Integration of proprioception in upper limb prostheses through non-invasive strategies: a review
Journal of NeuroEngineering and Rehabilitation volume 20, Article number: 118 (2023)
Proprioception plays a key role in moving our body dexterously and effortlessly. Nevertheless, the majority of investigations evaluating the benefits of providing supplemental feedback to prosthetics users focus on delivering touch restitution. These studies evaluate the influence of touch sensation in an attempt to improve the controllability of current robotic devices. Contrarily, investigations evaluating the capabilities of proprioceptive supplemental feedback have yet to be comprehensively analyzed to the same extent, marking a major gap in knowledge within the current research climate. The non-invasive strategies employed so far to restitute proprioception are reviewed in this work. In the absence of a clearly superior strategy, approaches employing vibrotactile, electrotactile and skin-stretch stimulation achieved better and more consistent results, considering both kinesthetic and grip force information, compared with other strategies or any incidental feedback. Although emulating the richness of the physiological sensory return through artificial feedback is the primary hurdle, measuring its effects to eventually support the integration of cumbersome and energy intensive hardware into commercial prosthetic devices could represent an even greater challenge. Thus, we analyze the strengths and limitations of previous studies and discuss the possible benefits of coupling objective measures, like neurophysiological parameters, as well as measures of prosthesis embodiment and cognitive load with behavioral measures of performance. Such insights aim to provide additional and collateral outcomes to be considered in the experimental design of future investigations of proprioception restitution that could, in the end, allow researchers to gain a more detailed understanding of possibly similar behavioral results and, thus, support one strategy over another.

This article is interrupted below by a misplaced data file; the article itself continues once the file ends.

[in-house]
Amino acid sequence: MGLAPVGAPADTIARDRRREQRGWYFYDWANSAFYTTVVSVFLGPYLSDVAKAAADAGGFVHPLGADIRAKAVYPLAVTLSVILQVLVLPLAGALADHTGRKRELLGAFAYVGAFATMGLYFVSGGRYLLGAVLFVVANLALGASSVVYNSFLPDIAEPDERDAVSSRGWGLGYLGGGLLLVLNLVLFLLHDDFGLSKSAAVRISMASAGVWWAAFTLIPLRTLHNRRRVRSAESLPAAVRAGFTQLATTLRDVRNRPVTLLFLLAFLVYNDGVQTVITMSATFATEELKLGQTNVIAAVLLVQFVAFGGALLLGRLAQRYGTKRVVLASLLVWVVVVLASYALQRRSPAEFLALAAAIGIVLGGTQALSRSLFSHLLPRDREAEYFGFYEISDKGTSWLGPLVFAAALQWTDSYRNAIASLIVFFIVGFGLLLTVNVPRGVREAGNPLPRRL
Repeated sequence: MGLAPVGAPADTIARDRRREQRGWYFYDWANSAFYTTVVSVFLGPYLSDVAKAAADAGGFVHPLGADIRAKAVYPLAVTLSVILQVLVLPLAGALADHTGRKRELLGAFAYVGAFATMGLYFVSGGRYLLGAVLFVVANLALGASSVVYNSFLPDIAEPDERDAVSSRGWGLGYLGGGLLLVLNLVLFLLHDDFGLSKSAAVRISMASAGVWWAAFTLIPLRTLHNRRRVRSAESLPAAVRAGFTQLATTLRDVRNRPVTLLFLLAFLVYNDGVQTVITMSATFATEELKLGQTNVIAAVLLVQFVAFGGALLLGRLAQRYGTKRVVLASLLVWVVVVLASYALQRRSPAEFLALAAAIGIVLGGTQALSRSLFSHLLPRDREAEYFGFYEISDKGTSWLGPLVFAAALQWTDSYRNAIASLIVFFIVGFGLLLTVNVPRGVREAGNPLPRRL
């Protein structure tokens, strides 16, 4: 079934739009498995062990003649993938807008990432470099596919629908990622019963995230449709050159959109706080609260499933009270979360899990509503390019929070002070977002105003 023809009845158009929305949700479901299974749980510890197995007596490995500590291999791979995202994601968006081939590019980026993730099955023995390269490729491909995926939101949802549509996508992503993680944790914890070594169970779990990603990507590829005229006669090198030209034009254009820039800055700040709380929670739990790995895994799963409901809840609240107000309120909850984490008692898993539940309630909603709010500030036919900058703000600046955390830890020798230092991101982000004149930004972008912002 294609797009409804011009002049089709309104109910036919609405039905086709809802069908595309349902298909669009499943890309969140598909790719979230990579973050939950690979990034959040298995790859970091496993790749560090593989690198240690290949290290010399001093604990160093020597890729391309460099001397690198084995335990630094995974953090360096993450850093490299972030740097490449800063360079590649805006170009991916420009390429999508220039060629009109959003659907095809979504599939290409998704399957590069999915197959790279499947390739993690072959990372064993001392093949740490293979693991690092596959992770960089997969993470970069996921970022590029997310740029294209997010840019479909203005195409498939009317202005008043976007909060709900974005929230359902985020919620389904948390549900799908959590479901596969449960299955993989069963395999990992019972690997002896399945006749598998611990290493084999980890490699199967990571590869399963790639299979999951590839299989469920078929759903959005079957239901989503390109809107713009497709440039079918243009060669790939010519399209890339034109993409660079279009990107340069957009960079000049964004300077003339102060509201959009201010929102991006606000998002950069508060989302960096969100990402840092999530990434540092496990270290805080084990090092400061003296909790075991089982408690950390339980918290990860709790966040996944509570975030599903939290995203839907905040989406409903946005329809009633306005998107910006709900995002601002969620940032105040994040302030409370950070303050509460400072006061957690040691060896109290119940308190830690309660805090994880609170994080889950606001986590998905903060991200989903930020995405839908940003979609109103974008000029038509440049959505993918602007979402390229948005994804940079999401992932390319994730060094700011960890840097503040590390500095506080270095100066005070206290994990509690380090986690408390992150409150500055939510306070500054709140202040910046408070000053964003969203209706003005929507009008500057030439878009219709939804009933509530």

Upper limb amputations affect millions of people worldwide. A recent estimation from Global Burden of Disease studies stated that in 2017 more than 20 million people were living with an upper limb amputation due to traumatic causes, including 11.3 unilateral and 11 bilateral million amputation cases. These represent 19.6% and 19.1%, respectively of the 57.7 million cases considering all levels of amputation reported . While peripheral arterial disease and diabetes account for the majority of lower limb amputations worldwide, the most common causes for upper limbs depend on the geographical region of occurrence . In developing countries, trauma is the primary cause of amputations for people under the age of 50 , and in the vast majority of cases (90–92%) it results from industrial accidents [4, 5].
The currently available types of prostheses include cosmetic prostheses, light but not useful for replacing lost motor functions, and functional body-powered and myoelectric prostheses. Conflicting results have been found in terms of the relative performances of the latter group, with no conclusive evidence in favor of one of them . Two out of three upper limb amputees report a high level of dissatisfaction with their current prosthesis , both in terms of performance and comfort .